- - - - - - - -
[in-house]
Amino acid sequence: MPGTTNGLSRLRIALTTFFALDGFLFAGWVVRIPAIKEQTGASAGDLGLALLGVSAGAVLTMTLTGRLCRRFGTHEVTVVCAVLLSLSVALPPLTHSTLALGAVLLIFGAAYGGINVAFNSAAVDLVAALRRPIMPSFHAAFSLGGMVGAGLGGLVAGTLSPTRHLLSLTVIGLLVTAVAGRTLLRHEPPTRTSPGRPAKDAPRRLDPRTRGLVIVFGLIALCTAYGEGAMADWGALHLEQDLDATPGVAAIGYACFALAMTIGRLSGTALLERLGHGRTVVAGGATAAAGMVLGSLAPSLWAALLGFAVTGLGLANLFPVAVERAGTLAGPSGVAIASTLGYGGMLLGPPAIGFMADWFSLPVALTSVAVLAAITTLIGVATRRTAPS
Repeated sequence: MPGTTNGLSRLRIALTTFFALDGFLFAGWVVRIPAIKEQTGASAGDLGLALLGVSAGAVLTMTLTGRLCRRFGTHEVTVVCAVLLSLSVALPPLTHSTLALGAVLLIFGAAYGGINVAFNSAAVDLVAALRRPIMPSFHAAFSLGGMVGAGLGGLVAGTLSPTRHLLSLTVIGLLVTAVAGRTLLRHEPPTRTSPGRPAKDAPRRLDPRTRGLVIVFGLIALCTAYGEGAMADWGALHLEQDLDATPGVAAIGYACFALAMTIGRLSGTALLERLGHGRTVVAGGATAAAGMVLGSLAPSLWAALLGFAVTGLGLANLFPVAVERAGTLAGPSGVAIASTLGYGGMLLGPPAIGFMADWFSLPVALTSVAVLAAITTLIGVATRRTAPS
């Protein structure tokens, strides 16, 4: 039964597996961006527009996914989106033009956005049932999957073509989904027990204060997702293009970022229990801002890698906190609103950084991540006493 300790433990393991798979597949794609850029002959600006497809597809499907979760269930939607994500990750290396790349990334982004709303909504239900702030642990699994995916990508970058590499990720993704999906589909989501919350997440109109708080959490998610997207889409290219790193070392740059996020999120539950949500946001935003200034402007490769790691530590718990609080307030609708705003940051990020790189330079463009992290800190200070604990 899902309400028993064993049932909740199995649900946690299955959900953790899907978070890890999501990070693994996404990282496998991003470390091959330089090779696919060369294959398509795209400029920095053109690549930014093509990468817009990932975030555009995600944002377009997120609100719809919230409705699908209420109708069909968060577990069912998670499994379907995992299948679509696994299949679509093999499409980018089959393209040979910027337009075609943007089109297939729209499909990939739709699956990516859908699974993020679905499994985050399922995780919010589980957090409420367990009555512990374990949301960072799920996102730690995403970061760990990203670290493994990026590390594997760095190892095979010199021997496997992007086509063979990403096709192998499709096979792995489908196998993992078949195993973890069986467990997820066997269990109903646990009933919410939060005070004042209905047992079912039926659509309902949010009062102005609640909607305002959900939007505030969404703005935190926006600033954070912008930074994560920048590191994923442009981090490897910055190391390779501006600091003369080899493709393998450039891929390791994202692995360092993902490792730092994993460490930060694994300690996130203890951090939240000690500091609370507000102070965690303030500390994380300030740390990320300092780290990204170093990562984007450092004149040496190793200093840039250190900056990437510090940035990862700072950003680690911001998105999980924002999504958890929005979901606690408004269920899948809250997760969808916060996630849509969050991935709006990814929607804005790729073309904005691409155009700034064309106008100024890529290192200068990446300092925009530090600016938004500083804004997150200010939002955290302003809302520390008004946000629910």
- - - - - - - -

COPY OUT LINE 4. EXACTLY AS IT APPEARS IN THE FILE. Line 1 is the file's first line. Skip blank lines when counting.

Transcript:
């Protein structure tokens, strides 16, 4: 039964597996961006527009996914989106033009956005049932999957073509989904027990204060997702293009970022229990801002890698906190609103950084991540006493 300790433990393991798979597949794609850029002959600006497809597809499907979760269930939607994500990750290396790349990334982004709303909504239900702030642990699994995916990508970058590499990720993704999906589909989501919350997440109109708080959490998610997207889409290219790193070392740059996020999120539950949500946001935003200034402007490769790691530590718990609080307030609708705003940051990020790189330079463009992290800190200070604990 899902309400028993064993049932909740199995649900946690299955959900953790899907978070890890999501990070693994996404990282496998991003470390091959330089090779696919060369294959398509795209400029920095053109690549930014093509990468817009990932975030555009995600944002377009997120609100719809919230409705699908209420109708069909968060577990069912998670499994379907995992299948679509696994299949679509093999499409980018089959393209040979910027337009075609943007089109297939729209499909990939739709699956990516859908699974993020679905499994985050399922995780919010589980957090409420367990009555512990374990949301960072799920996102730690995403970061760990990203670290493994990026590390594997760095190892095979010199021997496997992007086509063979990403096709192998499709096979792995489908196998993992078949195993973890069986467990997820066997269990109903646990009933919410939060005070004042209905047992079912039926659509309902949010009062102005609640909607305002959900939007505030969404703005935190926006600033954070912008930074994560920048590191994923442009981090490897910055190391390779501006600091003369080899493709393998450039891929390791994202692995360092993902490792730092994993460490930060694994300690996130203890951090939240000690500091609370507000102070965690303030500390994380300030740390990320300092780290990204170093990562984007450092004149040496190793200093840039250190900056990437510090940035990862700072950003680690911001998105999980924002999504958890929005979901606690408004269920899948809250997760969808916060996630849509969050991935709006990814929607804005790729073309904005691409155009700034064309106008100024890529290192200068990446300092925009530090600016938004500083804004997150200010939002955290302003809302520390008004946000629910």